As the ATA is multiplying its efforts on education, awareness and training in MT/MTPE, it’s interesting to note RWS’s “Post-Editing Certification” course. This unique course was recently included in a comprehensive research study conducted by the Language Technology Division (to be published in 2023) on currently-existing MTPE trends and opinions. This study provides an unbiased, “matter-of-factual” overview of current MTPE guidelines, trainings and certifications, so we asked Loney about it.
Developed by RWS’s AI consultancy team, the free, online course takes approximately one hour to complete, she said, and is available in bite-sized sessions. It covers the gamut, from the history of MT, to developing a content strategy, to testing and evaluating the quality of MT output. It even explores how to train gender neutral models, and how to address different MT behaviors. Successful completion earns linguists a “certification” endorsed by RWS – an impressive-sounding credential, for sure, but one that takes only an hour to achieve – but for the time being, it’s the only one of its kind with a good punch of entry level merit, in this author’s opinion.
Back to RWS as a potential solution, what about Mac users – previously left behind in the European tool’s development and expansion as a PC/Windows product…?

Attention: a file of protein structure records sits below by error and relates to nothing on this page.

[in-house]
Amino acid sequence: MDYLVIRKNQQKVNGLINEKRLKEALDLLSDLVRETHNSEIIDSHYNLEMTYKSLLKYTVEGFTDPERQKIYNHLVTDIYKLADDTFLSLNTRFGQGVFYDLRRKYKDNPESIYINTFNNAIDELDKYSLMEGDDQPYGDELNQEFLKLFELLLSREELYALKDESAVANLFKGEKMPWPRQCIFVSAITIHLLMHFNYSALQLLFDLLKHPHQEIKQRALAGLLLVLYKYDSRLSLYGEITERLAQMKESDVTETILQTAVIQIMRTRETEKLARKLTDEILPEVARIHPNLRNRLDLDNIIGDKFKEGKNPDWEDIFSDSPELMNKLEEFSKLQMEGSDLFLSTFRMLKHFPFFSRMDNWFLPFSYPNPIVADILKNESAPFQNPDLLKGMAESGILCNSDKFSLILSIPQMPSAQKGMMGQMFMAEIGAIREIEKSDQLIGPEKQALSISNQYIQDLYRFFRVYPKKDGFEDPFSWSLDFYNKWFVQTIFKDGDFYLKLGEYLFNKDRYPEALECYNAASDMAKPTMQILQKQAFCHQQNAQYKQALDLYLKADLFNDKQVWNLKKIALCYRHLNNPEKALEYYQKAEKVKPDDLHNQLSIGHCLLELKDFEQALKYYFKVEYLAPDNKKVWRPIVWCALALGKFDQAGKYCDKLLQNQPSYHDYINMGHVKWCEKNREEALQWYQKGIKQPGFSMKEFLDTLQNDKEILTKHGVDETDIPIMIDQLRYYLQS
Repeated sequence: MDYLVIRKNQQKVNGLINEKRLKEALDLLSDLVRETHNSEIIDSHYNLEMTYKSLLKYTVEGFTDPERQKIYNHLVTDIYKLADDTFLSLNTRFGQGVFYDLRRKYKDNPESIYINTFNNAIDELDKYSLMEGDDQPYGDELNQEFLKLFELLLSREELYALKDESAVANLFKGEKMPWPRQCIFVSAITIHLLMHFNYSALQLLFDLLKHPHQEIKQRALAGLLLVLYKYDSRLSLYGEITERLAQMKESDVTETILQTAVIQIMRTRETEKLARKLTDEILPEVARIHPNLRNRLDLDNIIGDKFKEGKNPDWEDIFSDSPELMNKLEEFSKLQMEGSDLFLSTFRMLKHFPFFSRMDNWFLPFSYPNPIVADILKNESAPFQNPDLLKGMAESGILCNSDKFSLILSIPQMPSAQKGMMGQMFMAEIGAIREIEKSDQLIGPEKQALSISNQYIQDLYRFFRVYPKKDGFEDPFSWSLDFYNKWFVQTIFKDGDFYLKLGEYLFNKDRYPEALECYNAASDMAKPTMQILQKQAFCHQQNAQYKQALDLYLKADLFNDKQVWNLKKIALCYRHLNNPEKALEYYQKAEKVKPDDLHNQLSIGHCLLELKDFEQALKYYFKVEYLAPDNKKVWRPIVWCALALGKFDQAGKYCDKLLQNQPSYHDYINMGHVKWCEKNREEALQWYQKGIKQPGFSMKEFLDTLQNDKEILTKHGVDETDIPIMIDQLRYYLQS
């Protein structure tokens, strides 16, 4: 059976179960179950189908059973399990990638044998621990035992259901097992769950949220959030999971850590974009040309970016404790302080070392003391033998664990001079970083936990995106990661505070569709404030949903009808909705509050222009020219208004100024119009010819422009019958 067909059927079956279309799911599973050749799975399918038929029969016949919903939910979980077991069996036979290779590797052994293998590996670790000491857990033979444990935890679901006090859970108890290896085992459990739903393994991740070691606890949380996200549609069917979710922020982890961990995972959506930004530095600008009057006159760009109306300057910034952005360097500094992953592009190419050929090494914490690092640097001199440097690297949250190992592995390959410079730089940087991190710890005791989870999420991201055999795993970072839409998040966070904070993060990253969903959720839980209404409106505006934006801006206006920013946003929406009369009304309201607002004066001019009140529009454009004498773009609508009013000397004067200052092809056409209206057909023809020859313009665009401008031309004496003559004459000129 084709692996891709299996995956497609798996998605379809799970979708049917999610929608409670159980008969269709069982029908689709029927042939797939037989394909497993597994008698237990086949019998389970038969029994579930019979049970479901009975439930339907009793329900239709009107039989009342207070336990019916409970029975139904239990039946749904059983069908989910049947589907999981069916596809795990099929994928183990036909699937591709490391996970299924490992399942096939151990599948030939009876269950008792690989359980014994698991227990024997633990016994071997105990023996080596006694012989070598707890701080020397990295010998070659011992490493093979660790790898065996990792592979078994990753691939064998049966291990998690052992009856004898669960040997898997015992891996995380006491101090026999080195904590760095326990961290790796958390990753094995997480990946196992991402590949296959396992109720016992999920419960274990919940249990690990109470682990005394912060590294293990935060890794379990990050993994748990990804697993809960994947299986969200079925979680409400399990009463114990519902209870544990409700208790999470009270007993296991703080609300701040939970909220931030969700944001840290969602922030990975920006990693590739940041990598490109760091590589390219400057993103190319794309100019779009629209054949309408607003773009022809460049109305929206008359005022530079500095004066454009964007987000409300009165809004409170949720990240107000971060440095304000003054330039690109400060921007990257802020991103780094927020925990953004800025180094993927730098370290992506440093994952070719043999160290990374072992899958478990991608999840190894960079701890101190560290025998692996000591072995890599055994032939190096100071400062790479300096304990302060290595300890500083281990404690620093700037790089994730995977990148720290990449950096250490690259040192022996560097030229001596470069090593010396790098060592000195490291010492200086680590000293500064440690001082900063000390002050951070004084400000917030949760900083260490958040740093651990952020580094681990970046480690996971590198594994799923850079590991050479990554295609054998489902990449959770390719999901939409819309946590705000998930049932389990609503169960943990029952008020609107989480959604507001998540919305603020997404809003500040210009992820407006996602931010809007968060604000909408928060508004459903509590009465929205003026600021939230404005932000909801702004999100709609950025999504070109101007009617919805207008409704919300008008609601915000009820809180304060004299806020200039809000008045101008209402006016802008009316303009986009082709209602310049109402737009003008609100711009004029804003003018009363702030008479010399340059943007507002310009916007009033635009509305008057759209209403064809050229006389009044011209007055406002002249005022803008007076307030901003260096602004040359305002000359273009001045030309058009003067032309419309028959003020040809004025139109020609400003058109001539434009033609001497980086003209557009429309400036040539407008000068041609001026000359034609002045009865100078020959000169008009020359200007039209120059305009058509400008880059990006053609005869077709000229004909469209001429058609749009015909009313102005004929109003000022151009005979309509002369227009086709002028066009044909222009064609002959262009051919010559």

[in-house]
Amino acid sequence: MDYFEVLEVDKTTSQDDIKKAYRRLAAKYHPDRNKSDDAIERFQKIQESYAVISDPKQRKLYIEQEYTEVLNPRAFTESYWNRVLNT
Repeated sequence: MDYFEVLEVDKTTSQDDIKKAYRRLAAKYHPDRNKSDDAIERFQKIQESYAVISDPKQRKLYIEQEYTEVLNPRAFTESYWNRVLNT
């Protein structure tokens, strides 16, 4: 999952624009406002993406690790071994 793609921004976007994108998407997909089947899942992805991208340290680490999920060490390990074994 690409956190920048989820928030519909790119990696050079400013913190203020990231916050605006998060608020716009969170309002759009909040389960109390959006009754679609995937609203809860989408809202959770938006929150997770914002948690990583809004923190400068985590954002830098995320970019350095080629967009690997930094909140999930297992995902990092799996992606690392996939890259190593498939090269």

There’s some good news (finally!) on tap. According to Loney, the tool’s expanding cloud-based and localization technology offerings mean Mac users now have more ways to use RWS tools with less effort. (As a Mac-based linguist for decades, a resounding “yey!’ swelled up within me at the news… But can we finally bury Boot Camp, Parallels and VMware…? The answer is “sort of” and “not quite yet,” though times are, indeed, a changin’.)
As clouds grow, however, so do rainstorms, aka, security concerns. So what about data protection for the assets of Trados users – and their clients?
Loney was comfortable answering. “Trados cloud is truly multitenant, meaning data segregation is part of DNA. You can work in your own confidential space, and no one, not even us, can see your data.”
As selling term base assets and translation memory data has become more of a concern in recent years (decades…), she mentioned a noteworthy app that could provide extra support. “We specifically developed as app called ‘data protection suite’ which protects data both at document and TM level. This app in particular prepares content and pseudonymize PII and then restores it back afterwards.”